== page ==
restore rfD rst0a /vol/users/backup
The following characters can be used in the options
string, in addition to the letter that selects the function
- Ignore any ACLs on tape. Even if Access Control
Lists are present on tape, do not restore them to
the file system. By default, restore recovers as
much metadata as is available to it; if the dumped
file system had ACLs attached to files, restore
will attach them to the restored versions of those
By default, files will be restored into the directory
from which they were dumped. If the D option
is specified, the next argument to restore is the
full absolute pathname of a directory into which
the files should be restored.
- Force restore to continue, regardless of inode
limitations. If restore finds out that there are
fewer free inodes than the number of files it
needs to create, it aborts. This might not be
necessary; in some cases, the new files that
restore creates can overwrite older versions of
those files, thereby not taking up any ``new''
inodes. The F flag forces restore to proceed on
the assumption that this case is common enough
that the file system will not run out of free
inodes during the restore. If this flag is specified,
and there are indeed not enough inodes for
the restore to complete, it will abort in the middle
of its run.
- Don't write data to disk. This is used for dump
- Ignore qtree information. Normally, restore will
restore qtree information that is dumped. If this
flag is specified, any qtree information on the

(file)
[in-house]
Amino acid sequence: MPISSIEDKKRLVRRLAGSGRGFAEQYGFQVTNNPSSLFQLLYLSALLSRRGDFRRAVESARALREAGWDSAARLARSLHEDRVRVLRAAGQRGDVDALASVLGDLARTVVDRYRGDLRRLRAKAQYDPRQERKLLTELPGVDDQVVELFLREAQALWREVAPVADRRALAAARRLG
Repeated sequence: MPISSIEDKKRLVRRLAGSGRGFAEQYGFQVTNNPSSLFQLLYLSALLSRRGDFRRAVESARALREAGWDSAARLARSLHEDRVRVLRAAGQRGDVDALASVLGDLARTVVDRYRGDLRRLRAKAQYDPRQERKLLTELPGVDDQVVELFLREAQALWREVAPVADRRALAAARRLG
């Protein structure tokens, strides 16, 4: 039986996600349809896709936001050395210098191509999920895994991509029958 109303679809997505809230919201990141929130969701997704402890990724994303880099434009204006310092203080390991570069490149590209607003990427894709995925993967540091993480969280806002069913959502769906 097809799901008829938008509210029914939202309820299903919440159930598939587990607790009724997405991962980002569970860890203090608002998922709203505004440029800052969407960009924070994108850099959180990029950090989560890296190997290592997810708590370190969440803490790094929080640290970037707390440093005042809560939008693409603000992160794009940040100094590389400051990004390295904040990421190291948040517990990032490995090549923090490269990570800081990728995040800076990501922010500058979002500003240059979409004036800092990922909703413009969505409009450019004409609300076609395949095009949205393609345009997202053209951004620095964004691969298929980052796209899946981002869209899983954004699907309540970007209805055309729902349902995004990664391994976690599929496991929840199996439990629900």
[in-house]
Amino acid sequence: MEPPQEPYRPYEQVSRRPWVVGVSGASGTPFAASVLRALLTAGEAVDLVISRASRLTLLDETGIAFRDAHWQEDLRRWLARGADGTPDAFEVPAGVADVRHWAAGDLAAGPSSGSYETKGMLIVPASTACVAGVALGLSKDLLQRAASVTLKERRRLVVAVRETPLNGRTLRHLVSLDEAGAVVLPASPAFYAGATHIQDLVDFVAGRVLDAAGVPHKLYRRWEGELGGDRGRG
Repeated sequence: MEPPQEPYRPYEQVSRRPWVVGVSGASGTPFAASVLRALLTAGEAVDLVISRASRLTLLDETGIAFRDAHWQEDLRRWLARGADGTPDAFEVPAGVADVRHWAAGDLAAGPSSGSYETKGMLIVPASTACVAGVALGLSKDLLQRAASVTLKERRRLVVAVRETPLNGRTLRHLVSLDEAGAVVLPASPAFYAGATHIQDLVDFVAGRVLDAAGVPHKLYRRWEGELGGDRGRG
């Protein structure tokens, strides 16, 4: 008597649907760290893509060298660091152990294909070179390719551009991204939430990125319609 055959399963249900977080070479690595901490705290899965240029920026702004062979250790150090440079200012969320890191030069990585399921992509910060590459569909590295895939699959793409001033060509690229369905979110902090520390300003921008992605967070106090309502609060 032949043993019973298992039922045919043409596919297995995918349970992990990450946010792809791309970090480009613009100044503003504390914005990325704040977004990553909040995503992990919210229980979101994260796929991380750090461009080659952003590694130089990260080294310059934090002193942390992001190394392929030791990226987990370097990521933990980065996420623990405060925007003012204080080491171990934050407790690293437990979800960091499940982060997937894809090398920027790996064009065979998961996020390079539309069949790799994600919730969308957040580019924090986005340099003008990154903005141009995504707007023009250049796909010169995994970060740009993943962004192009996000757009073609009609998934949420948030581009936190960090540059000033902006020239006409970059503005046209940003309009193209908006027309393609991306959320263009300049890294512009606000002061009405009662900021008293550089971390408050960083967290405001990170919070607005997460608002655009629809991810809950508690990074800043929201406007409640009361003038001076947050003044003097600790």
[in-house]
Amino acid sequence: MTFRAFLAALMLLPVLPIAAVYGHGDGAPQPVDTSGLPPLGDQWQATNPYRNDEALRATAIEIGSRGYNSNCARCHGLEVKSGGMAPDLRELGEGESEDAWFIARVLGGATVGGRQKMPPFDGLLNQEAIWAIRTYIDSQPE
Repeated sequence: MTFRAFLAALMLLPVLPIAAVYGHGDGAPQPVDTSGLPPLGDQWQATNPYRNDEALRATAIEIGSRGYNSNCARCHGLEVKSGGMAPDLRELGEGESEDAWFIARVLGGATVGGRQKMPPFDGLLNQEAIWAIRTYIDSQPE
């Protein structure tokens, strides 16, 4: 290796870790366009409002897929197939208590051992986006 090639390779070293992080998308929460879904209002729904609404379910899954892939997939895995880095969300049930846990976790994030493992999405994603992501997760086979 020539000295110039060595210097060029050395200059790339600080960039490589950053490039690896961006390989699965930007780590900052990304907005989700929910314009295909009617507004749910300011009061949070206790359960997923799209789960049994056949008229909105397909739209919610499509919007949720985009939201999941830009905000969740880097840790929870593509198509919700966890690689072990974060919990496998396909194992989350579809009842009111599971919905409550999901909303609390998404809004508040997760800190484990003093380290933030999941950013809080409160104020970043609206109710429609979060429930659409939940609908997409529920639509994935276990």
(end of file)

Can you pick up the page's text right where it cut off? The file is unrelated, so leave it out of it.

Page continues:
dump file will not be restored.
The next argument to restore is used as the block
size of the media (in kilobytes). If the b option
is not specified, restore tries to determine the
media block size dynamically.
f file The next argument to restore is used as the name
of the archive instead of the standard input. If
the name of the file is -, restore reads from
The next argument to restore is a number which
selects the file on a multi-file dump tape. File
numbering starts at 1, and is based on the current
- Normally restore does its work silently. The v
(verbose) key causes it to type the name of each
file it treats preceded by its file type.
Complains about bad key characters.
- Will automatically answer "yes" should restore
prompt for user confirmation.
Complains if it gets a read error. If y has been specified,
or the user responds y, restore will attempt to continue
If a backup was made using more than one tape volume,
restore will notify the user when it is time to mount the
next tape volume.
There are numerous consistency checks that can be listed
by restore. Most checks are self-explanatory or can
``never happen''. Common errors are given below.
filename: not found on tape
The specified file name was listed in the tape
directory, but was not found on the tape. This is
caused by tape read errors while looking for the
file, and from using a dump tape created on an
active file system.
expected next file inumber, got inumber
A file that was not listed in the directory showed
up. This can occur when using a dump created on an